What is Trauma’s Impact on Relationship Development?
Relationships are integral to the human experience. They bring us joy, gratitude, support, and improve our emotional awareness. But while relationships can boost mental wellbeing, some people who struggle with mental distress find themselves in strained relationships. Oftentimes, the most important relationships in our lives—like romantic relationships or marriages—aren’t able to grow or flourish when one person is dealing with trauma.
Trauma is a common mental health condition that many people have experienced in one form or another. Data from the National Council found that about 70% of American adults have experienced a traumatic event at least once in their lives. That accounts for nearly 223.4 million people. The rate of trauma in children and young adults is just as alarming.
If you’ve experienced trauma that is impacting your relationships, know that it’s completely normal. It doesn’t mean that you’re a bad partner or friend. It doesn’t mean you should avoid your loved ones or hesitate to form new relationships. In this post, I’ll share some ways that you can overcome your trauma and improve the most important relationships in your life.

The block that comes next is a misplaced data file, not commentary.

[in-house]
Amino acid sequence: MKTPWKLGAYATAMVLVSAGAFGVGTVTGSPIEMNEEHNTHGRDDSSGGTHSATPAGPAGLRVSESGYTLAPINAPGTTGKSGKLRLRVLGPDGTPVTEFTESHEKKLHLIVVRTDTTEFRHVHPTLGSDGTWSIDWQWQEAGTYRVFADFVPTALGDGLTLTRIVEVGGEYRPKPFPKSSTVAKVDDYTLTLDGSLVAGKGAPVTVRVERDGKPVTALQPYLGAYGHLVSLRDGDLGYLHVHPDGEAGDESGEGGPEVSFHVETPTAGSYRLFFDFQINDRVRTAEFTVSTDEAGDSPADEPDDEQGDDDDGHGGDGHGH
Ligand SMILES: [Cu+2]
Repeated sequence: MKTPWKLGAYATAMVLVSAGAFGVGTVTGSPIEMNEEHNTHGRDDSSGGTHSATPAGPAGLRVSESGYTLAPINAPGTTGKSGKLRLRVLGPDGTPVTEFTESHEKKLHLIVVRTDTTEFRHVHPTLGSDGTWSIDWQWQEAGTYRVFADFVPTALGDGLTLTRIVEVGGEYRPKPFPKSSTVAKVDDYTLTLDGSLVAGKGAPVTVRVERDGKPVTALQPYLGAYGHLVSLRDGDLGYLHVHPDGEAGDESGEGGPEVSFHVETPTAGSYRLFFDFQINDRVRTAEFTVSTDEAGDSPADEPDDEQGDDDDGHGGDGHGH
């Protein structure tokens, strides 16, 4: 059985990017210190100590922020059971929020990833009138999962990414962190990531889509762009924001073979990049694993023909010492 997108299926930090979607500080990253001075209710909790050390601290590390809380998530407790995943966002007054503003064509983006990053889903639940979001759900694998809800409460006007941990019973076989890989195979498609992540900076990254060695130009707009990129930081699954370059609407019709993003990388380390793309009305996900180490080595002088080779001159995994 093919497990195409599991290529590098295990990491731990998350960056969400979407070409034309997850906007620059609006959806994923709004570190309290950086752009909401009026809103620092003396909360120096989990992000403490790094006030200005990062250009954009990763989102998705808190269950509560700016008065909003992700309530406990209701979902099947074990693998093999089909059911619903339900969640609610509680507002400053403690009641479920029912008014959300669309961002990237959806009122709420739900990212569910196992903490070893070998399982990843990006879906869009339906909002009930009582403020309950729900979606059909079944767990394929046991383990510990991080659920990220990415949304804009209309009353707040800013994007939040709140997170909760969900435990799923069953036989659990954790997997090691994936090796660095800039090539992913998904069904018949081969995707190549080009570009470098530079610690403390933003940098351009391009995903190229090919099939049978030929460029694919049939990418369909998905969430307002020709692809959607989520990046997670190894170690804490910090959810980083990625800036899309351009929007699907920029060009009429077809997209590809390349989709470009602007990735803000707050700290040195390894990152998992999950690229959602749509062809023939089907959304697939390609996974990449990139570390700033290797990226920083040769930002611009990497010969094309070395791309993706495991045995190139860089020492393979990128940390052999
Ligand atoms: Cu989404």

Types of Trauma That Can Hinder Relationships
First, let’s talk about the different forms of trauma that can impact relationships. Traumatic events can happen at any point in your life, and they often stick with you, especially if you don't address those emotions. Partner-related trauma, such as domestic, sexual, or mental abuse are often the biggest culprits of relationship issues.
However, that’s not to say that non-partner related trauma can be just as detrimental. For instance, losing a loved one, enduring a serious illness, getting into a car accident, witnessing violence, or experiencing neglect can all interfere with relationships. Oftentimes, children who experience trauma will hold onto those issues into their adult years, when they start to develop more mature relationships.
For example, a child who was neglected by their parents might struggle with attachment to a romantic partner later in life. They’re conditioned to believe that people close to them will leave, so they’re constantly fearful that their partner will abandon them, even if they have no evidence that will happen.
The same goes for loss. If a teenager tragically loses their best friend in a serious car accident. The event was so traumatic, that they’re anxious every time they ride in a car. Maybe that person becomes extremely afraid every time their partner drives to work in the morning, for fear that they too will get into a serious accident and lose their life.
There are many different ways that trauma can manifest itself in a relationship. Your behaviors and moods have a direct impact on the people around you, and negative emotions can cause tension that is difficult to dissipate. Those feelings can lead to disagreements, communication issues, and even withdrawal.
How to Work Through Trauma to Improve Relationships